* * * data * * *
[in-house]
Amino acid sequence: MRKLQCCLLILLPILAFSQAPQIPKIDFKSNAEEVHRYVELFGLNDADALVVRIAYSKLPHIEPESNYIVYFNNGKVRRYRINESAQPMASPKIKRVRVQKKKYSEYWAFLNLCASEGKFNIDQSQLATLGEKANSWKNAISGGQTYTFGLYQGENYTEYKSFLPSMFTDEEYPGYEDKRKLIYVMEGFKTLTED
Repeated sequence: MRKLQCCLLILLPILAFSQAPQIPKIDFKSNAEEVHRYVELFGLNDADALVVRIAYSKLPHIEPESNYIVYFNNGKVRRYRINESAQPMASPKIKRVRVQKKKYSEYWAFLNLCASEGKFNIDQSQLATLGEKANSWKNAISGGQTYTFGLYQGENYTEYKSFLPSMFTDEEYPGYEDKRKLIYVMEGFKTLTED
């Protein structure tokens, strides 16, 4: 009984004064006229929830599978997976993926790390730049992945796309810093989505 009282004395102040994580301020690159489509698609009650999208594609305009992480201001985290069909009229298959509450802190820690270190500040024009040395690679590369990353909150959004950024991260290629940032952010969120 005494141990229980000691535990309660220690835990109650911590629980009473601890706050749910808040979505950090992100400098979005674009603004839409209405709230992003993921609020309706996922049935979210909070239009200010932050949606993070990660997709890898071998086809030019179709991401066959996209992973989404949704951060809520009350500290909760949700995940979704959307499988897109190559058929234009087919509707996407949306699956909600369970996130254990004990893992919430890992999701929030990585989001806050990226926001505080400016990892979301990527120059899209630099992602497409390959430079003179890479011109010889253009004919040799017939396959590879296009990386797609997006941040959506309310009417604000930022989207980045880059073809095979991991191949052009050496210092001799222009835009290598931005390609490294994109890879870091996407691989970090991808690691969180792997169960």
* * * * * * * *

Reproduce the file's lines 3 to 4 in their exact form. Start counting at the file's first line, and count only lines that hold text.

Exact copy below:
Repeated sequence: MRKLQCCLLILLPILAFSQAPQIPKIDFKSNAEEVHRYVELFGLNDADALVVRIAYSKLPHIEPESNYIVYFNNGKVRRYRINESAQPMASPKIKRVRVQKKKYSEYWAFLNLCASEGKFNIDQSQLATLGEKANSWKNAISGGQTYTFGLYQGENYTEYKSFLPSMFTDEEYPGYEDKRKLIYVMEGFKTLTED
């Protein structure tokens, strides 16, 4: 009984004064006229929830599978997976993926790390730049992945796309810093989505 009282004395102040994580301020690159489509698609009650999208594609305009992480201001985290069909009229298959509450802190820690270190500040024009040395690679590369990353909150959004950024991260290629940032952010969120 005494141990229980000691535990309660220690835990109650911590629980009473601890706050749910808040979505950090992100400098979005674009603004839409209405709230992003993921609020309706996922049935979210909070239009200010932050949606993070990660997709890898071998086809030019179709991401066959996209992973989404949704951060809520009350500290909760949700995940979704959307499988897109190559058929234009087919509707996407949306699956909600369970996130254990004990893992919430890992999701929030990585989001806050990226926001505080400016990892979301990527120059899209630099992602497409390959430079003179890479011109010889253009004919040799017939396959590879296009990386797609997006941040959506309310009417604000930022989207980045880059073809095979991991191949052009050496210092001799222009835009290598931005390609490294994109890879870091996407691989970090991808690691969180792997169960």